“We have never done a capital fundraising campaign before,” said Osterhaus. “But this is for a good cause, and so we dove in. It had to happen.”

Without any prior experience of raising money, and with the help of an outside agency, Region Ten was able to raise $1 million by October of last year. “That was enough to break ground,” according to Osterhaus. The Director of Development is grateful that the community came together and has been so generous with their donations. “The community’s support is what’s paying for the construction of the women’s center.”

But, said Osterhaus, Region Ten is still welcoming donations to get the center up and running. “We are not there yet. If it weren’t for the community, the city and county contributions, the margins would make operating the program impossible. The goal is to open the center with the construction paid off. That’s why we still invite folks to donate to this important cause.”

Key to success is raising enough funds to match the $250,000 matching donation from an anonymous donor. Raising that money will prepare the women’s center for long-term  success.  For that donation, Region Ten has raised just under $40,000.

Whatever happens, on June 1st, The women’s Center at Moores Creek will have its public open house. In the next few weeks, Region Ten is expecting to begin receiving its first referrals.

The Center will have 12 suites, and offers the opportunity for women to take their children with them, as long as they are under the age of 5. “We can only accommodate children who don’t have to go to school yet,” said Osterhaus. “But we feel it’s important to keep a family together when we can.”

Addiction is a disease, said Osterhaus, and the Center is open to many forms of addiction. “When we receive a referral, we will immediately make an assessment of what this person needs. When children are involved, we make an assessment of the entire family unit and decide the very best treatment plan.”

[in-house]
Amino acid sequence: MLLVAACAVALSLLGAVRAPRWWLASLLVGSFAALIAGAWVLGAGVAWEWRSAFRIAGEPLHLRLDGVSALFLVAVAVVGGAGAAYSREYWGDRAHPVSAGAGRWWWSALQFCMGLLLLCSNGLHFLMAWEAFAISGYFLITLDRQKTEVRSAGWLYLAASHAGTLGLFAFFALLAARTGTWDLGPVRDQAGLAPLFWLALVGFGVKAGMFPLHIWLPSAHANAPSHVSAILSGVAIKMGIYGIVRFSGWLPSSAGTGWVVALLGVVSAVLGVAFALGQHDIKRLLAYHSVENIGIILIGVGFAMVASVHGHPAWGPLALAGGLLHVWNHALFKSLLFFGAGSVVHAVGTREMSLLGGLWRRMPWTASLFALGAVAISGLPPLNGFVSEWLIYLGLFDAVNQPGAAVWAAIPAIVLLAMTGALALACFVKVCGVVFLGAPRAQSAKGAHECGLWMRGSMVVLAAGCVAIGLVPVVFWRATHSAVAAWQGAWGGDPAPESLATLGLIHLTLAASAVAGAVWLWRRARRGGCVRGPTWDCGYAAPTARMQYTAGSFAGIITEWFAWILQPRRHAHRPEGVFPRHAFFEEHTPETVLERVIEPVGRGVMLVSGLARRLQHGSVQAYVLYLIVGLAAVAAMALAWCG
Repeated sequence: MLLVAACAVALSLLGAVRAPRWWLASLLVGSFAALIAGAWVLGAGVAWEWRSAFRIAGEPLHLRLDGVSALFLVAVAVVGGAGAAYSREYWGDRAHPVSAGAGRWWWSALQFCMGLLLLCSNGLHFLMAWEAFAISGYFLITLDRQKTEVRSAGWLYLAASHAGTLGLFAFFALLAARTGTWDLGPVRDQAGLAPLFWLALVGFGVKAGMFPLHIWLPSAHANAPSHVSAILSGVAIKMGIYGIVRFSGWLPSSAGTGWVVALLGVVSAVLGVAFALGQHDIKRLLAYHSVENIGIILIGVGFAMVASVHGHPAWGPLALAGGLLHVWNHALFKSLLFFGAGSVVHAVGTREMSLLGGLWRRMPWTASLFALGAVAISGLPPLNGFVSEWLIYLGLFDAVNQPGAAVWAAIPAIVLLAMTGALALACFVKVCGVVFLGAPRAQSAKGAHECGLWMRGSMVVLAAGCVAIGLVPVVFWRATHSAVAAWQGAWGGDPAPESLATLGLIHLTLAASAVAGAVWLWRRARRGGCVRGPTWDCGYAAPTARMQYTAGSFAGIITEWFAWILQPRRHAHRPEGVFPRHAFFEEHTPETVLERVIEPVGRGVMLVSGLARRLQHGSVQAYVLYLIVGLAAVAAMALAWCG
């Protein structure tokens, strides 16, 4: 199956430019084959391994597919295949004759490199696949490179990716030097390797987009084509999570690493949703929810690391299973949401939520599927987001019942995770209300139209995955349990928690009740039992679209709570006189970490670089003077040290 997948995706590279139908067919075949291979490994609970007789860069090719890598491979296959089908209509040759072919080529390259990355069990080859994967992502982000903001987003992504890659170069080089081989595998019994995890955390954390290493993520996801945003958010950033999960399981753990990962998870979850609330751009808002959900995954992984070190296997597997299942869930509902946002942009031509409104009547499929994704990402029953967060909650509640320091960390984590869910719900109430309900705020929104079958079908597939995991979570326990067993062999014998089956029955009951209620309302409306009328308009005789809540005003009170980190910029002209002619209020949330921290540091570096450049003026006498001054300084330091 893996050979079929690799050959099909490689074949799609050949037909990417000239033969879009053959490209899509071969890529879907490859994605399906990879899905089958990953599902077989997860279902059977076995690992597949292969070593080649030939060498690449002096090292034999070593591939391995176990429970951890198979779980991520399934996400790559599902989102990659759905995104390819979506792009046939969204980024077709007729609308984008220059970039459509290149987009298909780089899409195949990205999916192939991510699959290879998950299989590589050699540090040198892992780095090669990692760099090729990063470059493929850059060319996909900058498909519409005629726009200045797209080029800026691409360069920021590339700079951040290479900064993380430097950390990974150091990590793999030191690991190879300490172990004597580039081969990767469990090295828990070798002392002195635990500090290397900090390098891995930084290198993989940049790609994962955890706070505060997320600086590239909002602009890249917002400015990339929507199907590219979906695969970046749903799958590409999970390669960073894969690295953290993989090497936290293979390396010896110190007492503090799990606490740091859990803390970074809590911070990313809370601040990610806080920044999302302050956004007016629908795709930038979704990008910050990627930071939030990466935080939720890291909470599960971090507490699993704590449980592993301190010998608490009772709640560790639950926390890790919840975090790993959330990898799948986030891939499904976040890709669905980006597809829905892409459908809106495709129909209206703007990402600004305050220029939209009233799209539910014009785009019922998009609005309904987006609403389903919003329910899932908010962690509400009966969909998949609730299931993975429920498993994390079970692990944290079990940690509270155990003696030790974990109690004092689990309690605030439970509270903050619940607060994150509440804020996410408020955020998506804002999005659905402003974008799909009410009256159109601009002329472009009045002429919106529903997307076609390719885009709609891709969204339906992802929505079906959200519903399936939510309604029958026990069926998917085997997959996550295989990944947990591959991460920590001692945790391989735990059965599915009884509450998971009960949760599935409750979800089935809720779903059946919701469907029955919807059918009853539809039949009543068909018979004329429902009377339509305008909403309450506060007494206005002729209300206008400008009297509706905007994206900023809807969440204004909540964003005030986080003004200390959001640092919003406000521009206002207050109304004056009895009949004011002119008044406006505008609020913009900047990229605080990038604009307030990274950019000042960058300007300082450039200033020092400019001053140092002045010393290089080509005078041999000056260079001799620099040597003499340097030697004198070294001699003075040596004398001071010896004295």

The result of that strategy is that each patient will receive a personalized treatment plan, with the goal of full recovery.

Osterhaus is excited that Region Ten can finally offer women who battle addiction a place to go. A place they might even call home for the time they are there. “After not having this in Charlottesville for so long, we know we can offer an important, valuable, and life-saving service.”

On average, Region Ten treats around 9,000 patients a year, operates between 25 and 30 treatment facilities and employs over 600 people.

Opioid Crisis

In October of last year, President Trump declared the opioid crisis in this country a “public health emergency”. And with good reason. Each day, on average, more than 100 people die as a result of an opioid overdose. In his declaration, the President called the epidemic “the worst drug crisis in American history”.

The numbers for Virginia reflect that sentiment. According to the 2016 annual report of the Office of the Chief Medical Examiner, the number of deaths as a result of a drug overdose, rose from 500 in 2007, to well over 1,100 in 2016. That means that per 100,000 Virginians, 13 people die as a result of an overdose.